I am 75% of the way through Rod Stewart's autobiography and boy am I loving it! Probably, the most entertaining of all the recent rock and roll memoirs. He's smart, self-deprecating and hilarious. All these years of thinking what a lazy, preening waste of talent he's become have suddenly disappeared. Mind you, I am not about to defend the dreck Stewart has passed off as music for the last 20 years, but thanks to his own words leading up to it all, I've come to terms with it.
Absolutely wonderful stories about his family, Jeff Beck, Ronnie Wood, Elton John, Freddie Mercury and Scotland's football team are all there and at no time do any of those stories feel anything but human. Even when Rod Stewart talks about dropping thousands upon thousands on clothes and boats and art, it feels like something that any of us would do if we had the cash and not the frivolous spending of some diva.
As I am wont to do when reading about music, I get a soundtrack going of what I am reading about. Now there has never been any doubt in my mind about how amazing the Jeff Beck Group, the Faces, or the first five Rod solo records were. (I like "Smiler," too.) But, I know I never gave mid to late 70s and 80s Rod a chance. Thanks to this book, I am finding some really terrific stuff. For example, read AMG's review of "Blondes Have More Fun." You wouldn't be caught dead listening to "Do Ya Think I'm Sexy," am I right? But after reading Rod talk about it, and then reading the review, I realized about half that record is pretty damn fantastic. The fusion of rock and disco works in a big way thanks to big rock and roll bashing of Carmine Appice on drums. (The band absolutely cooks on the arrangement of the Four Tops' "Standing In The Shadows Of Love.")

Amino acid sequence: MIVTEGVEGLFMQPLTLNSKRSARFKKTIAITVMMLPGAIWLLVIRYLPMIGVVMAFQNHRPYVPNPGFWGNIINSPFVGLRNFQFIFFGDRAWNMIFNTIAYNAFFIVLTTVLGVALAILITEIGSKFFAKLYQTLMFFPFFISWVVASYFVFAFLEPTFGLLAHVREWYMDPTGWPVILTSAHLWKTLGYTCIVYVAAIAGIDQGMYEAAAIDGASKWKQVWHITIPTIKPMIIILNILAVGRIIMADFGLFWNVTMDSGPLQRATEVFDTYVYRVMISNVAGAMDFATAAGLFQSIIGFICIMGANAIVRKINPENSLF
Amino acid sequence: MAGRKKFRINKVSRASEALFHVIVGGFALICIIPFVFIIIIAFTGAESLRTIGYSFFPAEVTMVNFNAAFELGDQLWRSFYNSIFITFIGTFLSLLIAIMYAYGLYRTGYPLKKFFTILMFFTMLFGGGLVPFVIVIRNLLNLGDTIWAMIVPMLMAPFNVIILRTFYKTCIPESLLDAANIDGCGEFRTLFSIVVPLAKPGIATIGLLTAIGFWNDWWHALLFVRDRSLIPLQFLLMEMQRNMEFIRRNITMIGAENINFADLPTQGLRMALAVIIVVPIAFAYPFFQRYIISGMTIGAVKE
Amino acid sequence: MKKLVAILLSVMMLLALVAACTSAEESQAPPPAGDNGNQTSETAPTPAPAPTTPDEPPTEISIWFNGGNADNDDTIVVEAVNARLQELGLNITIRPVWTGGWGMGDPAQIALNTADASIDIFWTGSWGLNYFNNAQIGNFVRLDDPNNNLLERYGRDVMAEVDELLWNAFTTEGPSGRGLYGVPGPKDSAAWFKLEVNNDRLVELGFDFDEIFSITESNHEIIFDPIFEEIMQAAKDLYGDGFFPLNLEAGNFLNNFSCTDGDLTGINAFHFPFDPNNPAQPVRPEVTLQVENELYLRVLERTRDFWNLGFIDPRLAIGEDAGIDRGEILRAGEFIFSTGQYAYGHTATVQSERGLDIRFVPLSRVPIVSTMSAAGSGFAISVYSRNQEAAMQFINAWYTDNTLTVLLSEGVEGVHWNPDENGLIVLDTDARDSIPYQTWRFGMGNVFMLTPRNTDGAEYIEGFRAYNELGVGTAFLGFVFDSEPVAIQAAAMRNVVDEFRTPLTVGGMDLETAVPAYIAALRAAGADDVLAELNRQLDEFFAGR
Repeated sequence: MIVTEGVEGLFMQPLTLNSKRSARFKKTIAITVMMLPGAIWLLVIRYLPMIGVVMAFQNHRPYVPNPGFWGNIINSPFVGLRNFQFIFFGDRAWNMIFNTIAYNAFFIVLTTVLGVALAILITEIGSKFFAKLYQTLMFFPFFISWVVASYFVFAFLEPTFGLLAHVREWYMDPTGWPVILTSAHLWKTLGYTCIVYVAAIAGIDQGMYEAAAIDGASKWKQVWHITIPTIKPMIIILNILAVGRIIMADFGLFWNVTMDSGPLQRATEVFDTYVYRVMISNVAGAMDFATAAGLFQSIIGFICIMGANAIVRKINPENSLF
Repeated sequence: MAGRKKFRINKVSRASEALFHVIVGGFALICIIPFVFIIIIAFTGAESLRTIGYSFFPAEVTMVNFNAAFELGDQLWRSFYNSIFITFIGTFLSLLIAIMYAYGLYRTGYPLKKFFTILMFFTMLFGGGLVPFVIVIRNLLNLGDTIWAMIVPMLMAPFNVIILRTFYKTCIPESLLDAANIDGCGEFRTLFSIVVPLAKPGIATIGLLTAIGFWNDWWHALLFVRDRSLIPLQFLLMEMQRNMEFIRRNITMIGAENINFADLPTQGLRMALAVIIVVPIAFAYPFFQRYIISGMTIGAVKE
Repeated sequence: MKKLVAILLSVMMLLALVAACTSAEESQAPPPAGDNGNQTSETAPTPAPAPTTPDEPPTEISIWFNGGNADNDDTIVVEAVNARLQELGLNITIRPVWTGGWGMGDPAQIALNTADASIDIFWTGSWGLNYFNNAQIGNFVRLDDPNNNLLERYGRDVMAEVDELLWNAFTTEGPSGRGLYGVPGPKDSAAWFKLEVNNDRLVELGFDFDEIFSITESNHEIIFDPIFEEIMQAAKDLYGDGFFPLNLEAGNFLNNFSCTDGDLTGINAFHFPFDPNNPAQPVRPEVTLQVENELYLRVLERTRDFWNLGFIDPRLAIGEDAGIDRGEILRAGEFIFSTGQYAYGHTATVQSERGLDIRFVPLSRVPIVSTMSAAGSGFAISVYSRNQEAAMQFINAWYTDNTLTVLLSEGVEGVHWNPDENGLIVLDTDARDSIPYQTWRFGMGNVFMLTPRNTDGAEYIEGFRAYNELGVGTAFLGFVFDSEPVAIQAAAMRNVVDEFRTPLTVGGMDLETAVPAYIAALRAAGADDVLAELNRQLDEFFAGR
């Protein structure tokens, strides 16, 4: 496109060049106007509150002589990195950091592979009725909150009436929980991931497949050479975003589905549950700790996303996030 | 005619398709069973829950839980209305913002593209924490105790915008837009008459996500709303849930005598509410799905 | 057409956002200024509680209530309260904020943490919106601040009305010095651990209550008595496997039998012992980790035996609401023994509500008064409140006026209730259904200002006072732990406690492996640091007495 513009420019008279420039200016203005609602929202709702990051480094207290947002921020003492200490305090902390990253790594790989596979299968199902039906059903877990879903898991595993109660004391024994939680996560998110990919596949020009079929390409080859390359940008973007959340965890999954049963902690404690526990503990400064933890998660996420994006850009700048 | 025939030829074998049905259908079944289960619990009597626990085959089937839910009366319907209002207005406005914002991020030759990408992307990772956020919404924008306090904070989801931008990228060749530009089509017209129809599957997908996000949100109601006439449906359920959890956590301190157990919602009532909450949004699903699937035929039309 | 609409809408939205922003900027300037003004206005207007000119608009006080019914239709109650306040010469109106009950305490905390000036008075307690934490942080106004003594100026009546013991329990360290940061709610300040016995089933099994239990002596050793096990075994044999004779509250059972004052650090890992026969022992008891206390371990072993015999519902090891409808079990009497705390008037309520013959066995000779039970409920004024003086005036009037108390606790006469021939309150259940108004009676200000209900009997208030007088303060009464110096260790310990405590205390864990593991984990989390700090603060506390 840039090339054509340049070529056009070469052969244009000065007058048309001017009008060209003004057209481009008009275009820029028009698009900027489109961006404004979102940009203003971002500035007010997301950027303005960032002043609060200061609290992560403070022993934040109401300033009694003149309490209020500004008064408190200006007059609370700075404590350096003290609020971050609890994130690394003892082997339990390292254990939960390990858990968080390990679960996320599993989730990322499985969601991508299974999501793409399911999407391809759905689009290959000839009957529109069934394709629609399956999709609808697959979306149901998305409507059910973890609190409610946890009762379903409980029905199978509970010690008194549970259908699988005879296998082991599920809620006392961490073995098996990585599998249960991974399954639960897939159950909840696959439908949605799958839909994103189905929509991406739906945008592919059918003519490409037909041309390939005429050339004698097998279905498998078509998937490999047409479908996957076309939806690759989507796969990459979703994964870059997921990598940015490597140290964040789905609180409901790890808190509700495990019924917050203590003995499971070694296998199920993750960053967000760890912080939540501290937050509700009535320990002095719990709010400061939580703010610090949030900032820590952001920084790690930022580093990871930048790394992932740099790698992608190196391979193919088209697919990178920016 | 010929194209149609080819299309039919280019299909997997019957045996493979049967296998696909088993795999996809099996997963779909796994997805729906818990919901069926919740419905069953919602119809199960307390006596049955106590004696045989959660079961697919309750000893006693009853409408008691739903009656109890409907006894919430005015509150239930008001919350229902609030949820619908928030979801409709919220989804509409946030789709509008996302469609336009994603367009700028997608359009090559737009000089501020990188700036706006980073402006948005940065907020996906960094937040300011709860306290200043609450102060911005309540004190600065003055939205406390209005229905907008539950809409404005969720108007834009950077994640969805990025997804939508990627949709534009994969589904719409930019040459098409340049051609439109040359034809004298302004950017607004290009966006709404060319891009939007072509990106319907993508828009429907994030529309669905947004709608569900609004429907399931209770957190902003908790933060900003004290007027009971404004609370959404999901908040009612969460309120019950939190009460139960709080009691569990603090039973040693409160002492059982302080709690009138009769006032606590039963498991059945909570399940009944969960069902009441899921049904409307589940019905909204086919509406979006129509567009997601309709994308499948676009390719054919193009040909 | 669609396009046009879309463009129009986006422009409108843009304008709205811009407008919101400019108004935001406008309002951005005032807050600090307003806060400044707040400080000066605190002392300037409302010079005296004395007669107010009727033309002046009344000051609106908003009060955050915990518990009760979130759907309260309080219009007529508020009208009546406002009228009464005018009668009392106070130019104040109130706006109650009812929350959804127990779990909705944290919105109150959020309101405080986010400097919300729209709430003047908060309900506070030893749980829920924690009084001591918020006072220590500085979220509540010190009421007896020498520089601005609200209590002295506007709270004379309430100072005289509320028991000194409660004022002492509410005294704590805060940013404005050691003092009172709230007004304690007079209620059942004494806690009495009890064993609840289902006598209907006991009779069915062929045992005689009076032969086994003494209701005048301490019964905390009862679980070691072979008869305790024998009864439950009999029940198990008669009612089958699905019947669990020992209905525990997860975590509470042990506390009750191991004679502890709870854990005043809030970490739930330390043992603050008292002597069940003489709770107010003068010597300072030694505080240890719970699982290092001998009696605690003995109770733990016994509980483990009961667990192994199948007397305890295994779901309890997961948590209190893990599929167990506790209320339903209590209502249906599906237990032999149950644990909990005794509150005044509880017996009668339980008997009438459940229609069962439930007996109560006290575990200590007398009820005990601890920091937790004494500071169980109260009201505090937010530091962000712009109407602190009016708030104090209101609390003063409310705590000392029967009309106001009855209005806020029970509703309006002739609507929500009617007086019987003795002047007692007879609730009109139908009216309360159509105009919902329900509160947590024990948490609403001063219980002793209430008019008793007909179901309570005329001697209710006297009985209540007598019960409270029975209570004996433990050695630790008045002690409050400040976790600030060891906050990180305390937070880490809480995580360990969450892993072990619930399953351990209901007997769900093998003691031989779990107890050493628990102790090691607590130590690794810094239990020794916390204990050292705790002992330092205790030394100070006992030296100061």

When was the last time you listened to "Atlantic Crossing" or "A Night On The Town?" Forget "Tonight's The Night." Listen to "The Killing Of Georgie," which moved me to tears for the first time after years and years of hearing it but not listening to it. Or his very smart arrangement of "Pretty Flamingo." I'll even take it further with 1995's "A Spanner In The Works," which is really no different in style than "Gasoline Alley." It's just made by an older man.
I've said many times that Stewart's "Great American Songbook" series is some of the crappiest music ever committed to tape and I am not about to take that back. But "Rod/The Autobiography" is such a pleasant surprise, it seemed only fair to give the guy behind some of my favorite records of all time one more chance for old times sake.
Here are a few forgotten gems.